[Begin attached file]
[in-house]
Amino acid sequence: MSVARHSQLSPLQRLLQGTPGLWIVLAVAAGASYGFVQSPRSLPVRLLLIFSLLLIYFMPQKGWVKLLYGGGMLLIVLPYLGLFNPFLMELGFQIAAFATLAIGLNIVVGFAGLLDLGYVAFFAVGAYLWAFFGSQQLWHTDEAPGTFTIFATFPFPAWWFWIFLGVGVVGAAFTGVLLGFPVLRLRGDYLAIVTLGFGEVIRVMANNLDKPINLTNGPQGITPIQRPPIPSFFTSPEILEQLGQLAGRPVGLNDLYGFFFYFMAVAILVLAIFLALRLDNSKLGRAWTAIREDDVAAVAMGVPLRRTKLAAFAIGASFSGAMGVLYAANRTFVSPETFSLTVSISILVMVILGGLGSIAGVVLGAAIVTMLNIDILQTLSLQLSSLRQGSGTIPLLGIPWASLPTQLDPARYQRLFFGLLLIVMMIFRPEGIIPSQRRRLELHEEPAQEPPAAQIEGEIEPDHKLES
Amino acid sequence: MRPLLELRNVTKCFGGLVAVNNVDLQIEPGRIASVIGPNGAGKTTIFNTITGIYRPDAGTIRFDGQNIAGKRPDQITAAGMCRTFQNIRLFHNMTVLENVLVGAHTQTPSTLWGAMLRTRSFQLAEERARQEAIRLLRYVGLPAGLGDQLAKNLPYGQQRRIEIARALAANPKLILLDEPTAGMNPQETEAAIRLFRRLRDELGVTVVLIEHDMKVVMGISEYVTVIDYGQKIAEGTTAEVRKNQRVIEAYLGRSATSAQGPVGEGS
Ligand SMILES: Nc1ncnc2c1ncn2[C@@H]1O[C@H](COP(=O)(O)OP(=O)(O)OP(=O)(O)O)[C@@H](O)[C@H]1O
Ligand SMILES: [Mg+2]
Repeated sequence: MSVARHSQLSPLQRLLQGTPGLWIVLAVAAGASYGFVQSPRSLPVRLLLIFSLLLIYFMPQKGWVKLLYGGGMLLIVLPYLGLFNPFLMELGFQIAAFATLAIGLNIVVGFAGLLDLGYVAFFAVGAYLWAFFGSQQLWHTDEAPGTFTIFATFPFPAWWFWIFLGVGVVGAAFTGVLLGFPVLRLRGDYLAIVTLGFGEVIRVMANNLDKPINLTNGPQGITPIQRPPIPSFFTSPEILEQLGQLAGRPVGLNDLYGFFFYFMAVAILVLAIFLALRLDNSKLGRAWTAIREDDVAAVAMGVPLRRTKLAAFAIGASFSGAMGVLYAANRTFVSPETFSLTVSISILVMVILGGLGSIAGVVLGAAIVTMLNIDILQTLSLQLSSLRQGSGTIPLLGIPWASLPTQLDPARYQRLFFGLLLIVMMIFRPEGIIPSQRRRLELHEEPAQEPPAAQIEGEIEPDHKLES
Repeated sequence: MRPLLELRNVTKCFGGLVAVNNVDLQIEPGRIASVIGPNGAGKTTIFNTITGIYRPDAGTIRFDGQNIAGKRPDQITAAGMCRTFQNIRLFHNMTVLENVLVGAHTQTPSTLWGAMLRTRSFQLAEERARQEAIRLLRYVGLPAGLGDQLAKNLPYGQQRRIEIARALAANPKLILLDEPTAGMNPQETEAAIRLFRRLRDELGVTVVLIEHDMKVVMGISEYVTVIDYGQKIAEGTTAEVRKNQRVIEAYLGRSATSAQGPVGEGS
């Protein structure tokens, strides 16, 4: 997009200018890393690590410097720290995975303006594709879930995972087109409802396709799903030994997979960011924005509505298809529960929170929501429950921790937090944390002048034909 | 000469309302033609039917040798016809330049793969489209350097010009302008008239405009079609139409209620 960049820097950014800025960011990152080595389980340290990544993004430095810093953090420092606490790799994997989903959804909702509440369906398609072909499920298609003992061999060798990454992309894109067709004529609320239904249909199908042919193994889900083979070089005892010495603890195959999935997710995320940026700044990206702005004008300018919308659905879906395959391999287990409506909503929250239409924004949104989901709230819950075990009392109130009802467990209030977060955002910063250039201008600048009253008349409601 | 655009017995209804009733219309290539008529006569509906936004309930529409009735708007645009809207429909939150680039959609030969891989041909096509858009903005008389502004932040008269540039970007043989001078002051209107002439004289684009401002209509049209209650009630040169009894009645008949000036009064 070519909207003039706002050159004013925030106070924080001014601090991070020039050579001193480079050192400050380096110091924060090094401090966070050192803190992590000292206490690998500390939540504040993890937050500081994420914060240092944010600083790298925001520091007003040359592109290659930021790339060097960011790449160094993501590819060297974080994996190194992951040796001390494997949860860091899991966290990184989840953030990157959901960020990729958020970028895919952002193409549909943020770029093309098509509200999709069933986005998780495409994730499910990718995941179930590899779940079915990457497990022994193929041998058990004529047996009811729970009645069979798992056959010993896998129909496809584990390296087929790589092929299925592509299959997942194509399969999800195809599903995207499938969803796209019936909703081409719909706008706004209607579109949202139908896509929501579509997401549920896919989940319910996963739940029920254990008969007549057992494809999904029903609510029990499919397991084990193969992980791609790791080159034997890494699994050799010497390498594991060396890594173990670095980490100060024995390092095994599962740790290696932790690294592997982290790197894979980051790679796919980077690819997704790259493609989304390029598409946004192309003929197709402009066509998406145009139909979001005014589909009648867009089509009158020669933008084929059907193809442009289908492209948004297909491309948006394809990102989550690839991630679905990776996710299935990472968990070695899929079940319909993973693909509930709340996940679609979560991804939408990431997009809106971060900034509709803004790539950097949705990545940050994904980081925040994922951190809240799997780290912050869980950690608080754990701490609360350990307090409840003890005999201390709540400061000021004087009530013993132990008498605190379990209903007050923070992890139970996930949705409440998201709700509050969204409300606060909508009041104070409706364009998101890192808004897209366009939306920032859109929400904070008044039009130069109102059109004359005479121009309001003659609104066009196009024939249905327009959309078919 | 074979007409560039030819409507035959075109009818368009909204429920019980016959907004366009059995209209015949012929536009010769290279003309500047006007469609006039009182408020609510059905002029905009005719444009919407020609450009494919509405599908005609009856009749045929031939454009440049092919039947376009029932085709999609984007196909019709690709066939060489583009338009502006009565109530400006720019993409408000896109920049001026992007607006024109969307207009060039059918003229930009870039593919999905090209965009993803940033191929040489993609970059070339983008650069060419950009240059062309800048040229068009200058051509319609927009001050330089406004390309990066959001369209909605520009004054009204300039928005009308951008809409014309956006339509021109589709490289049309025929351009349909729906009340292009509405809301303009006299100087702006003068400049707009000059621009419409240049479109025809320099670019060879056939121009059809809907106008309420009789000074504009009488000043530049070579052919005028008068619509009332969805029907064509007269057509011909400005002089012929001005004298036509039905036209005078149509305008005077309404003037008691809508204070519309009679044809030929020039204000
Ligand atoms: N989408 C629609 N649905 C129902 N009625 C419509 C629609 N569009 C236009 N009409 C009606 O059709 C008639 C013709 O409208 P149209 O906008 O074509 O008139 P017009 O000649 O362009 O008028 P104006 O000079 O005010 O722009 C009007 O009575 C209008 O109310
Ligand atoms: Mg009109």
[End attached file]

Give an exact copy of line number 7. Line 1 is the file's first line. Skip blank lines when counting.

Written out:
Repeated sequence: MRPLLELRNVTKCFGGLVAVNNVDLQIEPGRIASVIGPNGAGKTTIFNTITGIYRPDAGTIRFDGQNIAGKRPDQITAAGMCRTFQNIRLFHNMTVLENVLVGAHTQTPSTLWGAMLRTRSFQLAEERARQEAIRLLRYVGLPAGLGDQLAKNLPYGQQRRIEIARALAANPKLILLDEPTAGMNPQETEAAIRLFRRLRDELGVTVVLIEHDMKVVMGISEYVTVIDYGQKIAEGTTAEVRKNQRVIEAYLGRSATSAQGPVGEGS